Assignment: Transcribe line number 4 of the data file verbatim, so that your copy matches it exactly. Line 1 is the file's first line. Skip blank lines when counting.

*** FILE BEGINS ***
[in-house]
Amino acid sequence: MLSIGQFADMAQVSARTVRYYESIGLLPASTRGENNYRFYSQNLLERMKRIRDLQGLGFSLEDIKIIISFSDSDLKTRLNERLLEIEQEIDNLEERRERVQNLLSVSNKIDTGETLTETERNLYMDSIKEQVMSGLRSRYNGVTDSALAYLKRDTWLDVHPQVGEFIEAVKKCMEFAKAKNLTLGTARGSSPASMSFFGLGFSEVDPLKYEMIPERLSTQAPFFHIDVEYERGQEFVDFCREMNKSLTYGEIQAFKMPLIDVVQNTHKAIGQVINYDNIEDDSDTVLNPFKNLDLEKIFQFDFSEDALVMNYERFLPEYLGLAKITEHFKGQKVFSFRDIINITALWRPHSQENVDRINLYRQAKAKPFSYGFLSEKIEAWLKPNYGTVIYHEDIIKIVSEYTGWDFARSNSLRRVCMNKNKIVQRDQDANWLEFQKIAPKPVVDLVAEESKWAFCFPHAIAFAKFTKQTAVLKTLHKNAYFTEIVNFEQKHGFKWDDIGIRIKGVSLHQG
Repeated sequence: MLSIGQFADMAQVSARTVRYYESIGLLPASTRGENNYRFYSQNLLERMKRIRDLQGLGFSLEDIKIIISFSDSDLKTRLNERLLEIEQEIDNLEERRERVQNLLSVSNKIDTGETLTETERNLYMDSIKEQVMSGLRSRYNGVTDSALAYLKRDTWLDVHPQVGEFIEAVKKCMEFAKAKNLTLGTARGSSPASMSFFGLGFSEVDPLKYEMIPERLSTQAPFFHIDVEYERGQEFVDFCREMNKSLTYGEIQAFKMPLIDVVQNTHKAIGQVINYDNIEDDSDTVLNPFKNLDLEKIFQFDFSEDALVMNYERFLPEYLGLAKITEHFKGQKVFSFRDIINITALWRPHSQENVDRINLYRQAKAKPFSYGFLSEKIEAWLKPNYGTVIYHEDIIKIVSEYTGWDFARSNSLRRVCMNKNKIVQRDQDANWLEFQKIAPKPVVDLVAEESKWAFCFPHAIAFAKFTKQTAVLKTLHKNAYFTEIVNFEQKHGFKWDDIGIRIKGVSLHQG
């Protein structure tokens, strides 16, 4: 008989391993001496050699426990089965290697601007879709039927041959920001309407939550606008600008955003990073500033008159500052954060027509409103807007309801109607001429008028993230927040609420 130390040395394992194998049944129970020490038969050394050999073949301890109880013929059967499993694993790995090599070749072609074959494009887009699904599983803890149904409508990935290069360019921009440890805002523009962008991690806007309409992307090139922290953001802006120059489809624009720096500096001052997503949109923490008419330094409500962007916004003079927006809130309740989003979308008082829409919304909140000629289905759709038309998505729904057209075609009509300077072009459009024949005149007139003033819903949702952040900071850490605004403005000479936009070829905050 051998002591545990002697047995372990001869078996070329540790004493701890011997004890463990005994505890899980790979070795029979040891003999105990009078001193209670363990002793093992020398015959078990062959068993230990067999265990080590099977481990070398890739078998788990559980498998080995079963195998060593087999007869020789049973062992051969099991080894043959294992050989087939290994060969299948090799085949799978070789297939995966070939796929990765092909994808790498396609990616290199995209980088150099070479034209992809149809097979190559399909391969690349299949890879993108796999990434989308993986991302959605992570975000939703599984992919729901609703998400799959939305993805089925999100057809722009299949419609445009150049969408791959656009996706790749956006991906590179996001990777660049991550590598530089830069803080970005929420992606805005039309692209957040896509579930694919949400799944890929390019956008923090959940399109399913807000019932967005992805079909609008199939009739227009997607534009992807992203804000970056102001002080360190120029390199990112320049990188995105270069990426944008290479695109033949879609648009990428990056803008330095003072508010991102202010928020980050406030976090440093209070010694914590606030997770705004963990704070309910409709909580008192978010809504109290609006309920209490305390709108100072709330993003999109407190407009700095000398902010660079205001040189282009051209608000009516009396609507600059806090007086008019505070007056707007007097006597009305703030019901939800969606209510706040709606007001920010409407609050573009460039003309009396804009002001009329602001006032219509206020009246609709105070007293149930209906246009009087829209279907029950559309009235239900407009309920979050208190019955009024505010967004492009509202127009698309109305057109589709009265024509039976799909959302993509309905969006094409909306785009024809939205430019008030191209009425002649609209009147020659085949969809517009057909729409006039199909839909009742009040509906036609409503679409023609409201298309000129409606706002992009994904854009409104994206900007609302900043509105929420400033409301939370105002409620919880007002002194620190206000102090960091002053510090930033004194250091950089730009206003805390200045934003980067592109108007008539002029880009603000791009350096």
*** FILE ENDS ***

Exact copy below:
């Protein structure tokens, strides 16, 4: 008989391993001496050699426990089965290697601007879709039927041959920001309407939550606008600008955003990073500033008159500052954060027509409103807007309801109607001429008028993230927040609420 130390040395394992194998049944129970020490038969050394050999073949301890109880013929059967499993694993790995090599070749072609074959494009887009699904599983803890149904409508990935290069360019921009440890805002523009962008991690806007309409992307090139922290953001802006120059489809624009720096500096001052997503949109923490008419330094409500962007916004003079927006809130309740989003979308008082829409919304909140000629289905759709038309998505729904057209075609009509300077072009459009024949005149007139003033819903949702952040900071850490605004403005000479936009070829905050 051998002591545990002697047995372990001869078996070329540790004493701890011997004890463990005994505890899980790979070795029979040891003999105990009078001193209670363990002793093992020398015959078990062959068993230990067999265990080590099977481990070398890739078998788990559980498998080995079963195998060593087999007869020789049973062992051969099991080894043959294992050989087939290994060969299948090799085949799978070789297939995966070939796929990765092909994808790498396609990616290199995209980088150099070479034209992809149809097979190559399909391969690349299949890879993108796999990434989308993986991302959605992570975000939703599984992919729901609703998400799959939305993805089925999100057809722009299949419609445009150049969408791959656009996706790749956006991906590179996001990777660049991550590598530089830069803080970005929420992606805005039309692209957040896509579930694919949400799944890929390019956008923090959940399109399913807000019932967005992805079909609008199939009739227009997607534009992807992203804000970056102001002080360190120029390199990112320049990188995105270069990426944008290479695109033949879609648009990428990056803008330095003072508010991102202010928020980050406030976090440093209070010694914590606030997770705004963990704070309910409709909580008192978010809504109290609006309920209490305390709108100072709330993003999109407190407009700095000398902010660079205001040189282009051209608000009516009396609507600059806090007086008019505070007056707007007097006597009305703030019901939800969606209510706040709606007001920010409407609050573009460039003309009396804009002001009329602001006032219509206020009246609709105070007293149930209906246009009087829209279907029950559309009235239900407009309920979050208190019955009024505010967004492009509202127009698309109305057109589709009265024509039976799909959302993509309905969006094409909306785009024809939205430019008030191209009425002649609209009147020659085949969809517009057909729409006039199909839909009742009040509906036609409503679409023609409201298309000129409606706002992009994904854009409104994206900007609302900043509105929420400033409301939370105002409620919880007002002194620190206000102090960091002053510090930033004194250091950089730009206003805390200045934003980067592109108007008539002029880009603000791009350096």